A salt is a compound formed by ions, electrically neutral, the product of an acid-base reaction. The salts are strong electrolytes, and placed in water (if soluble) will completely dissociate into their constituent ions, ensuring the solution a certain electrical conductivity. This is regardless of whether they are made from weak or strong acids and weak or strong bases.
In general, the salts may be formed from:
1 - strong acid and strong base
2 - strong acid and weak base
3 - strong base and weak acid
4 - weak acid and weak base
The pH imparted by a salt to a solution is due to the interaction of the ions constituting the salt with H2O.
Let's see how to calculate the pH for aqueous solutions of these four different kind of salts.
1 - salt of strong acid and strong base
Let's take the simplest example absolute; sodium chloride, NaCl. The constituent ions are Na+ and Cl-. The acid-base theory of Bronsted-Lowry has taught us that the more strong the base the weaker it will be its conjugate acid and vice versa, the more strong the acid the weaker will be its conjugate base.
In this case, we have Na+, which is the conjugate acid of NaOH, and Cl-, which is the conjugate base of HCl. NaOH is a strong base, and in the same way HCl is a strong acid. It follows that the Na+ acid behavior and Cl- basic behavior are totally irrelevant.
If none of the two ions interacts with H2O then we will have no pH changes.
It follows that the pH of an aqueous solution of NaCl is neutral, 7.
The salts derived from strong acid and strong base leave unchanged the pH of a solution.
2 - salt of weak acid and strong base
Take for example the sodium acetate, CH3COONa. And 'it is including respectively CH3COO- and Na+. Na+ is the conjugate acid of NaOH, and as we saw in the previous example, its contribution to the pH is null. CH3COO- instead it is the conjugate base of CH3COOH, a weak acid. As the conjugate base of a weak acid, it shows a certain affinity towards the proton, and it behaves then as a base:
The acid-base reaction of CH3COO- with water is called "hydrolysis." In this case we are speaking of basic hydrolysis, because the reaction generates an excess of OH- .Since the reaction generates this excess, the salt of a weak acid and a strong base in water give a pH> 7, therefore alkaline. For the calculation of pH, we can consider the solution of this salt exactly as the solution of just a weak base (in our case CH3COO-). We have seen that the formula for calculating generated resulting from a weak base is:
The Kb of the weak base CH3COO- can be obtained from Ka of acetic acid as it follows:
The base concentration in this case is the concentration of our salt.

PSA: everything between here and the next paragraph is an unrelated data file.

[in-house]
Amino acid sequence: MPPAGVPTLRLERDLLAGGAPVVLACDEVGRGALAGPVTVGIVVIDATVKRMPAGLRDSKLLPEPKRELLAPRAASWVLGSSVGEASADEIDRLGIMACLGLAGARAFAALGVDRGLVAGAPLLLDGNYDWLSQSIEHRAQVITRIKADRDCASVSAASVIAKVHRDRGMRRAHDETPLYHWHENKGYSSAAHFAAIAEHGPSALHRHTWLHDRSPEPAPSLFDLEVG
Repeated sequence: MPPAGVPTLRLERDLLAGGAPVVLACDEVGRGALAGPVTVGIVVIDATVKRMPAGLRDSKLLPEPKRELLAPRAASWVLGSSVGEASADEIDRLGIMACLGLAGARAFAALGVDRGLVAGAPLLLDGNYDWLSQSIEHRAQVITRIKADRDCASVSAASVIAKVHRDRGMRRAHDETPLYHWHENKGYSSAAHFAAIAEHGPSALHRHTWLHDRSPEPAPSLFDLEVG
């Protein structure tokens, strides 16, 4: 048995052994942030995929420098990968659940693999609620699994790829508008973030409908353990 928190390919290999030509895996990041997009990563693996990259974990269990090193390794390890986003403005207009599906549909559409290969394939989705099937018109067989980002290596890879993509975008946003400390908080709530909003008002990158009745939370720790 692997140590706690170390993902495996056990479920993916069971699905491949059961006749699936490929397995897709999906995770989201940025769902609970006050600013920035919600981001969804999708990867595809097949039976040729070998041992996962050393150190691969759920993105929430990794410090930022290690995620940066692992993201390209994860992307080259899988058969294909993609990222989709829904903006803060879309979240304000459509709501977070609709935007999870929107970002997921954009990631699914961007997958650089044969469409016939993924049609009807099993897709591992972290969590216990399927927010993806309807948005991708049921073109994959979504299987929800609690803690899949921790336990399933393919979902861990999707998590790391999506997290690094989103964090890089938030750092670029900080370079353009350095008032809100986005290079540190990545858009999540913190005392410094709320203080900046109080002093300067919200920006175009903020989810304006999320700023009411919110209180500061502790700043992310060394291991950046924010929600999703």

From this considerations the formula for calculating the a salt-strong base weak acid solution:
from which you can derive the pH every time you have this specific circumstances.
3 - salt of weak base and strong acid
Take for example the ammonium chloride, NH4Cl. Its constituent ions are NH4+ and Cl- .NH4+ is the conjugate acid of NH3, ammonia, a weak base. It will therefore have a tendency, altough small, to cede that acid hydrogen. Cl- instead is the conjugate base of HCl, and as we have seen in the examples above its contribution to the pH is practically zero, and then we can overlook it. We can simply consider a solution of this salt as an aqueous solution of the weak acid NH4+ (which will then give an acid pH)
The approximate formula to calculate the pH of a weak acid is the following:
The Ka of the ammonium ion can be easily obtained from the Kb of ammonia. The concentration of acid in the formula, Ca , is therefore in this case the concentration Cs of our salt.
4 - salt of weak acid and weak base
Let's take for example ammonium acetate, CH3COONH4. The constituent ions are CH3COO- and NH4+. Both of these ions are able to give hydrolysis (as we have seen in the previous examples); CH3COO- gives basic hydrolysis, while acid hydrolysis is given by NH4+ .The pH of a salt composed of weak acid and weak base will depend on the strength relationship of the acidic and basic components of the salt. If the base strength and the acid strength are equal the result is a neutral solution. And that's right the case for example of CH3COONH4 .
Ka NH4+ = Kb CH3COO-
If base strength is prevailing on acid strength the salt will give the solution an alkaline pH. And that's the case for example of NH4CN.
Kb CN- > Ka NH4+
If the prevailing acid strength on the base strength of course the result will be an acid pH.
In any case if we want to exactly calculate the pH of a salt formed by weak acid and weak base (also what we called a neutral solution if we wanted to be accurate, has to be calculated like this because Ka and Kb are always at least slightly different), there is a very simple formula:
- Ka is the constant of the conjugate acid of the weak base which forms the salt. For example, in the case of CH3COONH4 would be the Ka of CH3COOH.
- Kb is the constant of the conjugate base of the weak acid that constitutes the salt. For example, in the case of CH3COONH4 would be the Kb of NH3.
In summary, when:
- Ka > Kb the resulting solution is acidic.
- Kb > Ka the resulting solution is alkaline.
- Ka = Kb the resulting solution is neutral.